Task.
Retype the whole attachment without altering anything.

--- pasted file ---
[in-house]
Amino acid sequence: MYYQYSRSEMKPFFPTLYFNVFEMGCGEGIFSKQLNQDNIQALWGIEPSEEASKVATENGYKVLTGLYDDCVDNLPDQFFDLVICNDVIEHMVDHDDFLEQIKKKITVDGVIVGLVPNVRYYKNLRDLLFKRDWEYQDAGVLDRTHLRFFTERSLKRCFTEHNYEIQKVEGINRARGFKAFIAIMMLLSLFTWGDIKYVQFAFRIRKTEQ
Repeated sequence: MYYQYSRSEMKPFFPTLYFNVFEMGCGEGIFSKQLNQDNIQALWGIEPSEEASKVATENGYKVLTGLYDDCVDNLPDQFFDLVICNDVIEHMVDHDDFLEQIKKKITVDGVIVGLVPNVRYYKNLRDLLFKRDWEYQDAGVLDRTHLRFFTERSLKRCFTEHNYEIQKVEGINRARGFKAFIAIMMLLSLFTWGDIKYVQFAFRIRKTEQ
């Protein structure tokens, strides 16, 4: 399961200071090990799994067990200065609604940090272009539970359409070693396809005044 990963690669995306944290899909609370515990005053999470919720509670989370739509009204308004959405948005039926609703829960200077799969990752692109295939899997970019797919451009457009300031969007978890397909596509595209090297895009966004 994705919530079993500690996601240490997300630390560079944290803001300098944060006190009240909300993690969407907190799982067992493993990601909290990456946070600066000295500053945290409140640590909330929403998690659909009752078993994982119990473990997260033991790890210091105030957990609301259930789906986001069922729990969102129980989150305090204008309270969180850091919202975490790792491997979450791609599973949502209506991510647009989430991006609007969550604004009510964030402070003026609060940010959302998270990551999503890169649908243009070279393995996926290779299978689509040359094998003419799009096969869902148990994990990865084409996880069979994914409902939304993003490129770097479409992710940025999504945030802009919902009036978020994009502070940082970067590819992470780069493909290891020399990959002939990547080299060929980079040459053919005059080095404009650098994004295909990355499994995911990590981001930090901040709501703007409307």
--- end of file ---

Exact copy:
[in-house]
Amino acid sequence: MYYQYSRSEMKPFFPTLYFNVFEMGCGEGIFSKQLNQDNIQALWGIEPSEEASKVATENGYKVLTGLYDDCVDNLPDQFFDLVICNDVIEHMVDHDDFLEQIKKKITVDGVIVGLVPNVRYYKNLRDLLFKRDWEYQDAGVLDRTHLRFFTERSLKRCFTEHNYEIQKVEGINRARGFKAFIAIMMLLSLFTWGDIKYVQFAFRIRKTEQ
Repeated sequence: MYYQYSRSEMKPFFPTLYFNVFEMGCGEGIFSKQLNQDNIQALWGIEPSEEASKVATENGYKVLTGLYDDCVDNLPDQFFDLVICNDVIEHMVDHDDFLEQIKKKITVDGVIVGLVPNVRYYKNLRDLLFKRDWEYQDAGVLDRTHLRFFTERSLKRCFTEHNYEIQKVEGINRARGFKAFIAIMMLLSLFTWGDIKYVQFAFRIRKTEQ
């Protein structure tokens, strides 16, 4: 399961200071090990799994067990200065609604940090272009539970359409070693396809005044 990963690669995306944290899909609370515990005053999470919720509670989370739509009204308004959405948005039926609703829960200077799969990752692109295939899997970019797919451009457009300031969007978890397909596509595209090297895009966004 994705919530079993500690996601240490997300630390560079944290803001300098944060006190009240909300993690969407907190799982067992493993990601909290990456946070600066000295500053945290409140640590909330929403998690659909009752078993994982119990473990997260033991790890210091105030957990609301259930789906986001069922729990969102129980989150305090204008309270969180850091919202975490790792491997979450791609599973949502209506991510647009989430991006609007969550604004009510964030402070003026609060940010959302998270990551999503890169649908243009070279393995996926290779299978689509040359094998003419799009096969869902148990994990990865084409996880069979994914409902939304993003490129770097479409992710940025999504945030802009919902009036978020994009502070940082970067590819992470780069493909290891020399990959002939990547080299060929980079040459053919005059080095404009650098994004295909990355499994995911990590981001930090901040709501703007409307």